Rev. Nathan Cramblett held church services for miners in the Union Hall of Local #63.

     There was never a doctor in this area so injuries were not properly treated. Ten men died in Minnehaha. But that doesn’t account for the fact that many had injuries that maimed them for life. Fingers, hands, and feet were lost, broken bones ruined many miners’ backs, and black lung became a curse for most who labored in the mines. This was the most dangerous job in the world.

     Coal miners worked hard as they had to load all of the coal by hand using a pick and shovel. They had no vacations and were paid by the ton of clean coal that was loaded. Coal miners always worked on a buddy system for safety reasons. So that meant that when a ton of coal was loaded, that fifty cents had to be split between them. In reality, that meant twenty-five cents for each ton loaded. All of this for a two weeks pay of $15 or $16.

Blacksmith Shop

This blacksmith shop stood near the main road down to the mine.

     All of their supplies had to be purchased at the company store, which was one of the first things they built. Hard to realize that the miners had to purchase their own tools, props, and wedges.

     If you have heard stories of why this mine was called Minnehaha, please let me know. The name seems a bit of a mystery although it is a Dakota Indian name. Its Indian meaning translates as “rapid water” or “waterfall.” There was no rapid water or waterfall within thirty miles of the mine location.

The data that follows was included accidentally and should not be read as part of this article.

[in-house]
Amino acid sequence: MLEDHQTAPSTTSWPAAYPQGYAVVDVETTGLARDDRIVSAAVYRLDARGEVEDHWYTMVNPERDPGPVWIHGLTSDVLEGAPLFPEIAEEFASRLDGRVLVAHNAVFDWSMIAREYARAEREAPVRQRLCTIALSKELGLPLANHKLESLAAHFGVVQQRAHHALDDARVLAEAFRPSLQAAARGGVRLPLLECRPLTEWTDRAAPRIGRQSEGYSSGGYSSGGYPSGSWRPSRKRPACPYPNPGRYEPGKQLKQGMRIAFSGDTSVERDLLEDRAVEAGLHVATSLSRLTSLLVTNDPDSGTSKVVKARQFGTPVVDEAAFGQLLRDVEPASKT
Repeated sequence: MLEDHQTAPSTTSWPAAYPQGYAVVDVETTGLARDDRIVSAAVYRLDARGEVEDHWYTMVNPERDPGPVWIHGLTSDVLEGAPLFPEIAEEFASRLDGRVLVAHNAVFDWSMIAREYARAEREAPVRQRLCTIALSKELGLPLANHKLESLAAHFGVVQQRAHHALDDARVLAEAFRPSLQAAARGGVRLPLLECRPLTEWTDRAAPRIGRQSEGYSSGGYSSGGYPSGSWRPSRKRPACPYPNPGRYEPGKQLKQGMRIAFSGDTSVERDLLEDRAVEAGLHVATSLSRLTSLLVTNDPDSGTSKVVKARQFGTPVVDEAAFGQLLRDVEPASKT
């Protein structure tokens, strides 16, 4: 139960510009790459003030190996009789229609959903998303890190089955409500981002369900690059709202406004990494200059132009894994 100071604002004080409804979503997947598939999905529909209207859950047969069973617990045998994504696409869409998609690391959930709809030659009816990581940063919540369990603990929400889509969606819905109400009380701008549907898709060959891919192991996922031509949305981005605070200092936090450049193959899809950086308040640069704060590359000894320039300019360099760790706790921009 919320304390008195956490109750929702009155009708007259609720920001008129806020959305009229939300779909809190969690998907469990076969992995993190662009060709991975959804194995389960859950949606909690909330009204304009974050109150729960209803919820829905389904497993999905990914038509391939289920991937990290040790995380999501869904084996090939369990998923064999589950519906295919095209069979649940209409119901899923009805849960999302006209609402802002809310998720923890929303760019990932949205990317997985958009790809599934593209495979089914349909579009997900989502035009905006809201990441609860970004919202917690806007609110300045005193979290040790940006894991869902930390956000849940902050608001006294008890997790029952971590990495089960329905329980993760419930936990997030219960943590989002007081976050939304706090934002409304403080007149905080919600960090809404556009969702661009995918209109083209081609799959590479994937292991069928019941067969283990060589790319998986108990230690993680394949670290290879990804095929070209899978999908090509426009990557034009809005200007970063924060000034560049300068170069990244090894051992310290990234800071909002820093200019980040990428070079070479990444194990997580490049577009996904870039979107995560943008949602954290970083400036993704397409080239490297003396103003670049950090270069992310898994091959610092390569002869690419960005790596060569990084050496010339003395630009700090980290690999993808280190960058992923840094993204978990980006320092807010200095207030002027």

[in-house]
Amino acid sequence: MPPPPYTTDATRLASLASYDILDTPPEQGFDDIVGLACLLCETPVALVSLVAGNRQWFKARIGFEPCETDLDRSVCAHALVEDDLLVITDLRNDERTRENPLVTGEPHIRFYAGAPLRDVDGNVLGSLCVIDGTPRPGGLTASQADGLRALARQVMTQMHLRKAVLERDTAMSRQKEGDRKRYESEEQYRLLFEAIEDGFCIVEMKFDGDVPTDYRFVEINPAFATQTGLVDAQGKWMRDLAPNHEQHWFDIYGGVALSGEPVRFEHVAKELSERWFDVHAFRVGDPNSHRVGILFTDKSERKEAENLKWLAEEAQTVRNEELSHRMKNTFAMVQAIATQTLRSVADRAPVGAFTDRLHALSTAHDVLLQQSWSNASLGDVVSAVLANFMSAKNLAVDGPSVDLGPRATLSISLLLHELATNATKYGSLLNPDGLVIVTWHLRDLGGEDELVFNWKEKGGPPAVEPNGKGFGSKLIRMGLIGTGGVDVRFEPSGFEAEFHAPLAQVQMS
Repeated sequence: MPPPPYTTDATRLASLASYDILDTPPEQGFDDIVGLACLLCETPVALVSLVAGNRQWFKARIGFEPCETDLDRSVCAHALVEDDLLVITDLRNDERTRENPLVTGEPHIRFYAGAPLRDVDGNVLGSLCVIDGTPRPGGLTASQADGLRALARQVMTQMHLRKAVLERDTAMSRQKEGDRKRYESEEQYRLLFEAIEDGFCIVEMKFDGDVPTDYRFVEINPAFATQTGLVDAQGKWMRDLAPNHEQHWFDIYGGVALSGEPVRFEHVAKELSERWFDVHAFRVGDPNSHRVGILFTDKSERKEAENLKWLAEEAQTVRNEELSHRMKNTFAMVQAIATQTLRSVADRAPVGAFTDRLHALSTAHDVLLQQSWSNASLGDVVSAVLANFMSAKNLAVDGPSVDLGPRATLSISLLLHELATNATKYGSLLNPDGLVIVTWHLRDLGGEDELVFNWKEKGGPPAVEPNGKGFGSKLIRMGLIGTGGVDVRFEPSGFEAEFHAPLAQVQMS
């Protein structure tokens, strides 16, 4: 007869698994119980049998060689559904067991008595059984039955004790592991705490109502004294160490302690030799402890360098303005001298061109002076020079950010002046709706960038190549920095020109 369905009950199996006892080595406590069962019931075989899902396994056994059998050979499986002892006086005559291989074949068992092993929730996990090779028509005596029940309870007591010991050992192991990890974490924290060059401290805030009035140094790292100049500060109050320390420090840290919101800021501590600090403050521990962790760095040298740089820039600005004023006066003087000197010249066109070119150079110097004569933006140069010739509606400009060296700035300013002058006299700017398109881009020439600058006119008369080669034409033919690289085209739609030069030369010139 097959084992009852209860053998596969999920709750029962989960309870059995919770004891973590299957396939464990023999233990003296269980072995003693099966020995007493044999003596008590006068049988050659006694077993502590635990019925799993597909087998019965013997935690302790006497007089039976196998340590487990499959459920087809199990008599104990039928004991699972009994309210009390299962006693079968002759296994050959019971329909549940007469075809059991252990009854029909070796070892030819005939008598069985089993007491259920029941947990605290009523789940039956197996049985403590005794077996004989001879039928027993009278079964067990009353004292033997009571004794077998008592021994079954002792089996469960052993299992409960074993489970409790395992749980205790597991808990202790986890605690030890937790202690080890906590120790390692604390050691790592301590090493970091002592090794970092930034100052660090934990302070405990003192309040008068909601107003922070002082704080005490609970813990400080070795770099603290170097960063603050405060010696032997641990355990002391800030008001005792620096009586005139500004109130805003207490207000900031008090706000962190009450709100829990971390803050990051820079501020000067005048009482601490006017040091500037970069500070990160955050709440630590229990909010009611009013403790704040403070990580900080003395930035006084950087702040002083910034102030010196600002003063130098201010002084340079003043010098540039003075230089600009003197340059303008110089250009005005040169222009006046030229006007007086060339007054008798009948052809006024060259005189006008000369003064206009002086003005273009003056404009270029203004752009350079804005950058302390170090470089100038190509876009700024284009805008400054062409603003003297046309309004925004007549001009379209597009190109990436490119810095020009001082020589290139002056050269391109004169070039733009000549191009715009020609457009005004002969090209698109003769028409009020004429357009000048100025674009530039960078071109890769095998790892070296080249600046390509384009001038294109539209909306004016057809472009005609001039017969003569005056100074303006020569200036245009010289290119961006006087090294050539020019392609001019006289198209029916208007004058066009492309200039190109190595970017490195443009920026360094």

1934 photo of Buckeyeville. Old wood bridge miners would use to go home from work.

This is a 1934 picture of Buckeyeville after the mine was closed. The bridge to work can still be seen.

     Minnehaha was shut down in 1928 after much of the coal was removed. The company found that they could find cheaper labor in Kentucky or West Virginia so when their lease was up, they moved to another coal mining area. While miners here were receiving fifty cents a ton for coal at that time, the miners in the other states were willing to work for about half that amount.

Dogtown Today

Today, Buckeyeville still exists as a small, friendly, unincorporated village.

     Never again would trains remove coal from a town that we now know as Buckeyeville or “Dogtown.”

Thanks to Dave Adair for providing information and pictures for this article.

Tag Cloud